Monday, November 12, 2001
By L. E. Campenella
Monument Honors Mothers of War Dead
Yesterday was a day for the veterans, but also for the mothers. More than 550 people honored the mothers of 22 Cohasset men who died in America's wars of the 20th century.
"This is a symbol of collective loss of Cohasset," said Jane McCarthy- White, a Vietnam War veteran and Cohasset resident, at the dedication of the Cohasset's Gold Star Mothers Memorial at Woodside Cemetery.
"They know best the high price of freedom in this country." McCarthy- White said. "It was beautiful," Helen McCormick, 57, said of the cere- mony at the newly refurbished and enlarged cemetery. "It is really difficult as a parent when you lose a child." Glenn Oratt, a veteran and chairman of the cemetery committee, said the memorial is in honor to both the men who gave their lives to their country and to their mothers. We can't do enough to remember their sacrifice," Oratt said.
The memorial has an eight foot high center stone that reads: "May the inspiration found here allow us to reflect on the lost dreams of mother and son." To each side of the center stone are 11 smaller monuments in a crescent shape, with the name of each mother and the son who died in World War I, World War II, the Korean War and the Vietnam War.
As each name was read, a friend or family member put a rose on the indi- viduals stone.
Cover of the Dedication Book
Dennis Joseph Reardon Memorial Stone
First Lieutenant Dennis Joseph Reardon grew up here in Cohasset. He lived three houses down from this spot at 84 Elm Street. He attended the Old Ripley Road School, The Deer Hill School, and graduated from Coh- asset High School.
While at Cohasset High School he was selected Co-Captain of the football team, as well as Co-Captain of the Mayshore League team. His coaches and the football writers of the Quincy Patriot Ledger chose him to be a member of the Patriot Ledger All Scholastic Team.
In 1963 he graduated from Cohasset High School, and went to Boston College. Majoring in finance, he was a member of Delta Sigma Pi frater- nity and graduated in June of 1967 with a Bachelor of Science degree. Upon graduating, Dennis volunteered for service in the United States Marine Corps. He was commissioned a Second Lieutenant on November 1st, 1967.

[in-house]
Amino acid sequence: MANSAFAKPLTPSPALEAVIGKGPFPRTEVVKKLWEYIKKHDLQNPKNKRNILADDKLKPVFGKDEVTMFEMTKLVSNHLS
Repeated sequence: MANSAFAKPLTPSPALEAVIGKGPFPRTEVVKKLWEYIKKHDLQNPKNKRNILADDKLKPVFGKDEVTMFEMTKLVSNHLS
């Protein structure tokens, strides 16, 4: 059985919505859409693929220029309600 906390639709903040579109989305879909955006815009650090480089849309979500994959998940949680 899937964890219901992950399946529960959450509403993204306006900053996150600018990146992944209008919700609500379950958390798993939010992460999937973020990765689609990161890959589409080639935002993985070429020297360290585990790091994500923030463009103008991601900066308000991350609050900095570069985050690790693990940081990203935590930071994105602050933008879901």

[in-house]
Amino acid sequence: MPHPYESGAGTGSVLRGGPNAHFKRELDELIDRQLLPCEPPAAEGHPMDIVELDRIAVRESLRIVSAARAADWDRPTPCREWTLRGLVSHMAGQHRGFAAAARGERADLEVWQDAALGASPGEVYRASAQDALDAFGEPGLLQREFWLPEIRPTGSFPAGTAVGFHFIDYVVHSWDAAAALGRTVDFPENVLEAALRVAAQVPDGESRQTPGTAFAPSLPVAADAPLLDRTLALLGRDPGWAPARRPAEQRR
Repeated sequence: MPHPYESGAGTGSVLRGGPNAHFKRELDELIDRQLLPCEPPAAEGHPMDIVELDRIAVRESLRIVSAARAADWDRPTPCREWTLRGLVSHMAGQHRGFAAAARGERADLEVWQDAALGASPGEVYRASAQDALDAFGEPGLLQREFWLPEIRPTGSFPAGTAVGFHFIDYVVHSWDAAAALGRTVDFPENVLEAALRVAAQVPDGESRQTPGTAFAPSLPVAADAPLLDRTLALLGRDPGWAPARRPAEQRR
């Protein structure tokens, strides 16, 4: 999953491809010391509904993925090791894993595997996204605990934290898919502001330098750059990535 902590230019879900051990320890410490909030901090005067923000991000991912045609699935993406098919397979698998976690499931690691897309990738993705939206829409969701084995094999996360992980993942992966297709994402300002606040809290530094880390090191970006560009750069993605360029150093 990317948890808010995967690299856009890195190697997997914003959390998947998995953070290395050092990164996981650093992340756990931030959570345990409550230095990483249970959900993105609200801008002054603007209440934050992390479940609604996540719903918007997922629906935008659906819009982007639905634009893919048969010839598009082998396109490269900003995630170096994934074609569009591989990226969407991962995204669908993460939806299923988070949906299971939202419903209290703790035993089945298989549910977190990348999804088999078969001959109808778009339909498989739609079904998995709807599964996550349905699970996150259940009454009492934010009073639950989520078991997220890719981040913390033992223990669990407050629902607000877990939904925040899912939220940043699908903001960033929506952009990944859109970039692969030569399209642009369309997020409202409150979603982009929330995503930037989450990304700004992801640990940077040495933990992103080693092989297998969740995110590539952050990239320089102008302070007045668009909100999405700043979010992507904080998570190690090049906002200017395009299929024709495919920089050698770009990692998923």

He attended flight school at the Naval Air Station, Pensacola, Florida, earning his wings as a naval aviator on April 25th, 1969. In September of '69, Dennis received orders assigning him to HMM-364, a helicopter squadron located at Marble Mountain, in Vietnam.
On November 29th, 1969, Dennis' mission was to evacuate combat cas- ualties from a location in the Que San Mountains, twenty miles south of DaNang. While Co-Pilot during this medevac mission, his CH-46 heli- copter exploded in flight, killing Dennis (age 24) and his entire flight crew. For his heroism in Vietnam, Dennis was awarded the Bronze Star Medal with Combat "V", the Air Medal with Numeral 7, the Purple Heart, and the Republic of Vietnam Armed Forces Honor Medal.
On December 8th, 1969, Lieutenant Colonel C. R. Dunbaugh, Dennis' Commanding Officer, wrote to his parents, Mary and Norbert, and his five brothers and sisters, informing them of his death. He wrote, "Even though Dennis had been with this squadron for a short period of time, he quickly made friends and leaves us with lasting memories. He was ex- tremely conscientious and devoted to his duties and immediately gained respect of his fellow Marines. We will miss him a great deal and hope that you will find some comfort in knowing this."
Today, Cohasset remembers and honors Dennis Reardon. Most of us here knew him, his quick smile, his irrepressible sense of humor. We might have known him as "The Duck". We might have seen him at the Cove or riding his motorcycle up Jerusalem Road. For this memorial stands to remind all of us that the little boy who lived on this street, play- ed football at the high school field, swam at Sandy Beach, was an alter boy at St. Anthony's Church . . . this boy, gave his life for his town and for his country. This memorial seeks to keep his spirit here . . . and forever with us.
One of the eleven stones representing Cohasset's loss.
Dennis Reardon's photo in the dedication book.
Dennis Reardon's History Index
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